With the resurgence of classical education methodology amongst homeschoolers and private schools over the past two or three decades, interest in teaching logic — both formal and informal — is on the rise. Yet even before the pursuit of higher level thinking skills hit the radar of most of us, The Critical Thinking Company was working to assist parents and teachers in the development of crucial thinking skills for children. Celebrating their 50th anniversary in 2008, The Critical Thinking Company is still going strong, with it’s flagship, internationally best-selling program Building Thinking Skills at the helm.
The series is presented in six levels that span PreK-Grade 12. I’ve been able to work through and review three levels: Building Thinking Skills Primary (K-1), Building Thinking Skills Level 1 (2-3) and Building Thinking Skills Level 2 (4-6). Due to the somewhat abstract and difficult to quantify nature of thinking skills, I’ll be quoting from the Critical Thinking website in order to describe these large, thick workbooks. On the whole, the series aims to build a foundation for success in academics and all areas of life by providing:
…highly effective verbal and nonverbal reasoning activities to improve your children’s vocabulary, reading, writing, math, logic, and figural-spatial skills, as well as their visual and auditory processing.
The activities are sequenced developmentally. Each skill (for example, classifying) is presented first in the semi-concrete figural-spatial form and then in the abstract verbal form. Children learn to analyze relationships between objects, between words, and between objects and words as they:
Observe, recognize, and describe characteristics.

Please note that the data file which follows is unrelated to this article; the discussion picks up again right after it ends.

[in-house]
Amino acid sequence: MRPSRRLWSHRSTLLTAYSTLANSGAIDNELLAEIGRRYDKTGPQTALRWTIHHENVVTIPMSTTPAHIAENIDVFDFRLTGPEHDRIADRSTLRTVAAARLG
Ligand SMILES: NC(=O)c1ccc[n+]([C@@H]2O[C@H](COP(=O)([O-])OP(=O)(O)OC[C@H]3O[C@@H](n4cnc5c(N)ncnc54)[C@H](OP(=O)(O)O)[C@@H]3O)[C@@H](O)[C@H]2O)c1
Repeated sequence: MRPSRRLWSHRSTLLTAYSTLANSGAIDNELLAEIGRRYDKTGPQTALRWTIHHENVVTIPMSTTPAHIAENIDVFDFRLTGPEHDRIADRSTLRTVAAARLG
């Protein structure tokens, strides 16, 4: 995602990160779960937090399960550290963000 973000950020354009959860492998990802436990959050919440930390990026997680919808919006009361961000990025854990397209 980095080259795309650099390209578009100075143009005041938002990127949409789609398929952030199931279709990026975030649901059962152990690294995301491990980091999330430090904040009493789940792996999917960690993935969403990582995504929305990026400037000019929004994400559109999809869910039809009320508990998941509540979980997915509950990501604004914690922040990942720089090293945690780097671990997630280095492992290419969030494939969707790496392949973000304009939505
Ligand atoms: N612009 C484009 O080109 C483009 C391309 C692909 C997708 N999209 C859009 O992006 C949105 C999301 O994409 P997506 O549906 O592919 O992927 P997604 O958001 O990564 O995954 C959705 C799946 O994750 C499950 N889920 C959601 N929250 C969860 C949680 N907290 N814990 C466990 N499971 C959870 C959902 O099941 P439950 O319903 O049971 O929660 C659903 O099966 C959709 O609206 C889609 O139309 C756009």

Distinguish similarities and differences.
Identify and complete sequences, classifications, and analogies.
These processes help children develop superior thinking and communication skills that lead to deeper content learning in all subjects.
I couldn’t have said it better myself. In addition to moving from the semi-concrete to the abstract, the various thinking skills taught in each level are also applied variously through the familiar subjects of geometry, social studies, and science.
Each of the thick, large format workbooks stands on its own as a core curriculum text for thinking skills.
Supplementary teacher’s manuals are available for purchase, but with the inclusion of answer keys in the higher levels (Level 1 and up), I don’t see a need for them in most situations. The problems are simple enough that most adults will be able to present examples to their own children and teach the correct method for completing the worksheets without any special training.
Building Thinking Skills Primary (K-1) is the only text of the three which is non-reproducible within the classroom or family. The workbook is printed in colour and includes 435 activities over 235 pages that develop reading, writing, and math readiness along with analysis skills. The descriptive question and answer strategies employed throughout include work in the areas of similarities and differences, writing skills, vocabulary, classifying, describing, analogies, occupations/vehicles/buildings, plants and animals, family members, number sense, geometry, and more.
At this level an answer guide is not provided and additional manipulatives are required to complete many of the activities – mainly attribute blocks and interlocking cubes. These manipulatives are vital to the successful completion of the program, and my six-year-old daughter skipped many activities that we’ll return to following the purchase of these blocks. Some of the manipulative-dependent activities she completed mentally, and she greatly enjoyed the mental exercise that thinking in these new, pattern-building ways provided.